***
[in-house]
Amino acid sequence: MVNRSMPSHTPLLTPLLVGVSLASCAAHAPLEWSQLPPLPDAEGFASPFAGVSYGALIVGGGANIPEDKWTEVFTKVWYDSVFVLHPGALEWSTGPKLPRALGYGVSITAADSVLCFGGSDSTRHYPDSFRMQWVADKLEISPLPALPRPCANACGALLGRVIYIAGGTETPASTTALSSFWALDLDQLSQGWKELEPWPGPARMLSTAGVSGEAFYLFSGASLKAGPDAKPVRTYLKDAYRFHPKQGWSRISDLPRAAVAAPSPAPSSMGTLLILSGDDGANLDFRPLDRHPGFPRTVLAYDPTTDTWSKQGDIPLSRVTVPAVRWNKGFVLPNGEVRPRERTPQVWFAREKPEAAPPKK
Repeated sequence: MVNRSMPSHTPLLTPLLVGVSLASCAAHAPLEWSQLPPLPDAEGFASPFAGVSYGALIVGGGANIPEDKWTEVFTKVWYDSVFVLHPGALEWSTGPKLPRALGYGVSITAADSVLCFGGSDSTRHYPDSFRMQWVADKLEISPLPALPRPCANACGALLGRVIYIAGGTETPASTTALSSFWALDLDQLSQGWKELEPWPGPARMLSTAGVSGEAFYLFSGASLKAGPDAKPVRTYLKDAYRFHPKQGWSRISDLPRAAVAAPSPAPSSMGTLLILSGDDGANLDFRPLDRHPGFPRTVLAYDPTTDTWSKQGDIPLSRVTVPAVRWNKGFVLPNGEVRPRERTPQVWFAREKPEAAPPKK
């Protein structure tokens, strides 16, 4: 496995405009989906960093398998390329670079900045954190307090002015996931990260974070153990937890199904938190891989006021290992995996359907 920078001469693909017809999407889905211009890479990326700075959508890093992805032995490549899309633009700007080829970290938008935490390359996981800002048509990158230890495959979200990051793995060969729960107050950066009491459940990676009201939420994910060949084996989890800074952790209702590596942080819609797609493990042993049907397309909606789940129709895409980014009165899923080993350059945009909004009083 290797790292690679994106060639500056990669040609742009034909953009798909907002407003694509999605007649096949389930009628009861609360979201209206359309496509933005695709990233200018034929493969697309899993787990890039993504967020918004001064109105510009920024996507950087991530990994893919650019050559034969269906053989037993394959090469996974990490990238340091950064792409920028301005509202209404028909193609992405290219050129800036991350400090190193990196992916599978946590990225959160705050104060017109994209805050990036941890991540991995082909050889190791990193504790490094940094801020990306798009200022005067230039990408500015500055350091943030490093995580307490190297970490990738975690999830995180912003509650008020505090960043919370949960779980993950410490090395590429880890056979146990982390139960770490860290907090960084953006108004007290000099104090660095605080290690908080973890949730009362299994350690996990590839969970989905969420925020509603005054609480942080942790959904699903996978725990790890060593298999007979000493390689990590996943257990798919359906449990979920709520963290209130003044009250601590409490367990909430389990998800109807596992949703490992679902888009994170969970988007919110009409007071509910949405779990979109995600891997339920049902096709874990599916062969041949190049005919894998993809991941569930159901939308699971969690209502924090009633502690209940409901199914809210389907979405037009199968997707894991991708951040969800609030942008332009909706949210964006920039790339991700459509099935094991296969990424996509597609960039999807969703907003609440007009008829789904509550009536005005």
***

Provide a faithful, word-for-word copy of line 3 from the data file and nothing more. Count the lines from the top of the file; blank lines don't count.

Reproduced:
Repeated sequence: MVNRSMPSHTPLLTPLLVGVSLASCAAHAPLEWSQLPPLPDAEGFASPFAGVSYGALIVGGGANIPEDKWTEVFTKVWYDSVFVLHPGALEWSTGPKLPRALGYGVSITAADSVLCFGGSDSTRHYPDSFRMQWVADKLEISPLPALPRPCANACGALLGRVIYIAGGTETPASTTALSSFWALDLDQLSQGWKELEPWPGPARMLSTAGVSGEAFYLFSGASLKAGPDAKPVRTYLKDAYRFHPKQGWSRISDLPRAAVAAPSPAPSSMGTLLILSGDDGANLDFRPLDRHPGFPRTVLAYDPTTDTWSKQGDIPLSRVTVPAVRWNKGFVLPNGEVRPRERTPQVWFAREKPEAAPPKK